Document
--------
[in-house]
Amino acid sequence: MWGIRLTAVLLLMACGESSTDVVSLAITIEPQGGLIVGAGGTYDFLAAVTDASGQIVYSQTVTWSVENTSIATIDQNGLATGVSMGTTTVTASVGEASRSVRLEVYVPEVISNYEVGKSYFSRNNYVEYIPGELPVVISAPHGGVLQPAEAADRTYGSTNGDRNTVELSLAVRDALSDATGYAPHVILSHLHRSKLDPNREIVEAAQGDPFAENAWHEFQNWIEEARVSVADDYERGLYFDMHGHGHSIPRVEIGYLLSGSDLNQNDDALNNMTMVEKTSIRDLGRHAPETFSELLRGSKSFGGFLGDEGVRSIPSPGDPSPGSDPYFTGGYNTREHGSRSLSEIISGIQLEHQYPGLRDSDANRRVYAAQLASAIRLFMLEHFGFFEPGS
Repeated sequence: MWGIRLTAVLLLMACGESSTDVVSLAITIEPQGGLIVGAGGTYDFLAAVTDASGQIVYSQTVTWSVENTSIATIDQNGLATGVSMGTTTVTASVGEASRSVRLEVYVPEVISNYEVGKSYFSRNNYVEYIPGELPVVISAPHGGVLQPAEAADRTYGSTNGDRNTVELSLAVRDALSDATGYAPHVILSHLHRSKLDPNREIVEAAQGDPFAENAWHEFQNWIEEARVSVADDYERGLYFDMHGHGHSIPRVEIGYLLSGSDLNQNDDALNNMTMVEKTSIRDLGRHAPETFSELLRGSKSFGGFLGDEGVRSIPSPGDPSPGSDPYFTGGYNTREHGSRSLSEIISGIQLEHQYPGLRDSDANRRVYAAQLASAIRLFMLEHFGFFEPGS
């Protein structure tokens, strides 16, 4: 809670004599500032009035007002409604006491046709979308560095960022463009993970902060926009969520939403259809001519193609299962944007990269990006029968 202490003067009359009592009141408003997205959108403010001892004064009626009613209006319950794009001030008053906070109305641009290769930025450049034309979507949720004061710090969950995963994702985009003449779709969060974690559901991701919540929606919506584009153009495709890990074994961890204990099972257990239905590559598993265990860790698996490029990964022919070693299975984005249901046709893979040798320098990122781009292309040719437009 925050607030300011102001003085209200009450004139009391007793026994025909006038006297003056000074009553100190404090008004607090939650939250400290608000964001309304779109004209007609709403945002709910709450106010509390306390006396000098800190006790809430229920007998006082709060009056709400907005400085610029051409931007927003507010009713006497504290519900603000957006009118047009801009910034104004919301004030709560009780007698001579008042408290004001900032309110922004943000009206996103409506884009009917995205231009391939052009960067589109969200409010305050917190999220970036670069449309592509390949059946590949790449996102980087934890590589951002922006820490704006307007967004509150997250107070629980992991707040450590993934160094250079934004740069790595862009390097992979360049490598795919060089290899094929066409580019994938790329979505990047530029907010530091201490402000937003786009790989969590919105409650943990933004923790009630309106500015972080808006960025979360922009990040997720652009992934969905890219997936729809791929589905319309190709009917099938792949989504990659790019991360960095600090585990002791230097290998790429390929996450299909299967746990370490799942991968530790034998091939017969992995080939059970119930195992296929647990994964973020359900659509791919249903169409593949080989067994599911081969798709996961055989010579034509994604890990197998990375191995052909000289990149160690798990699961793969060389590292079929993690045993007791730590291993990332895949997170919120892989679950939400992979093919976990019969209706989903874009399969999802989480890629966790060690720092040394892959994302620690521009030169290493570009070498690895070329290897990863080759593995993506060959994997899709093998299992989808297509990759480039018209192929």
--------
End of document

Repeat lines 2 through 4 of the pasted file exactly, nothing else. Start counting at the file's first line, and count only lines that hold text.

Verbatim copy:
Amino acid sequence: MWGIRLTAVLLLMACGESSTDVVSLAITIEPQGGLIVGAGGTYDFLAAVTDASGQIVYSQTVTWSVENTSIATIDQNGLATGVSMGTTTVTASVGEASRSVRLEVYVPEVISNYEVGKSYFSRNNYVEYIPGELPVVISAPHGGVLQPAEAADRTYGSTNGDRNTVELSLAVRDALSDATGYAPHVILSHLHRSKLDPNREIVEAAQGDPFAENAWHEFQNWIEEARVSVADDYERGLYFDMHGHGHSIPRVEIGYLLSGSDLNQNDDALNNMTMVEKTSIRDLGRHAPETFSELLRGSKSFGGFLGDEGVRSIPSPGDPSPGSDPYFTGGYNTREHGSRSLSEIISGIQLEHQYPGLRDSDANRRVYAAQLASAIRLFMLEHFGFFEPGS
Repeated sequence: MWGIRLTAVLLLMACGESSTDVVSLAITIEPQGGLIVGAGGTYDFLAAVTDASGQIVYSQTVTWSVENTSIATIDQNGLATGVSMGTTTVTASVGEASRSVRLEVYVPEVISNYEVGKSYFSRNNYVEYIPGELPVVISAPHGGVLQPAEAADRTYGSTNGDRNTVELSLAVRDALSDATGYAPHVILSHLHRSKLDPNREIVEAAQGDPFAENAWHEFQNWIEEARVSVADDYERGLYFDMHGHGHSIPRVEIGYLLSGSDLNQNDDALNNMTMVEKTSIRDLGRHAPETFSELLRGSKSFGGFLGDEGVRSIPSPGDPSPGSDPYFTGGYNTREHGSRSLSEIISGIQLEHQYPGLRDSDANRRVYAAQLASAIRLFMLEHFGFFEPGS
């Protein structure tokens, strides 16, 4: 809670004599500032009035007002409604006491046709979308560095960022463009993970902060926009969520939403259809001519193609299962944007990269990006029968 202490003067009359009592009141408003997205959108403010001892004064009626009613209006319950794009001030008053906070109305641009290769930025450049034309979507949720004061710090969950995963994702985009003449779709969060974690559901991701919540929606919506584009153009495709890990074994961890204990099972257990239905590559598993265990860790698996490029990964022919070693299975984005249901046709893979040798320098990122781009292309040719437009 925050607030300011102001003085209200009450004139009391007793026994025909006038006297003056000074009553100190404090008004607090939650939250400290608000964001309304779109004209007609709403945002709910709450106010509390306390006396000098800190006790809430229920007998006082709060009056709400907005400085610029051409931007927003507010009713006497504290519900603000957006009118047009801009910034104004919301004030709560009780007698001579008042408290004001900032309110922004943000009206996103409506884009009917995205231009391939052009960067589109969200409010305050917190999220970036670069449309592509390949059946590949790449996102980087934890590589951002922006820490704006307007967004509150997250107070629980992991707040450590993934160094250079934004740069790595862009390097992979360049490598795919060089290899094929066409580019994938790329979505990047530029907010530091201490402000937003786009790989969590919105409650943990933004923790009630309106500015972080808006960025979360922009990040997720652009992934969905890219997936729809791929589905319309190709009917099938792949989504990659790019991360960095600090585990002791230097290998790429390929996450299909299967746990370490799942991968530790034998091939017969992995080939059970119930195992296929647990994964973020359900659509791919249903169409593949080989067994599911081969798709996961055989010579034509994604890990197998990375191995052909000289990149160690798990699961793969060389590292079929993690045993007791730590291993990332895949997170919120892989679950939400992979093919976990019969209706989903874009399969999802989480890629966790060690720092040394892959994302620690521009030169290493570009070498690895070329290897990863080759593995993506060959994997899709093998299992989808297509990759480039018209192929």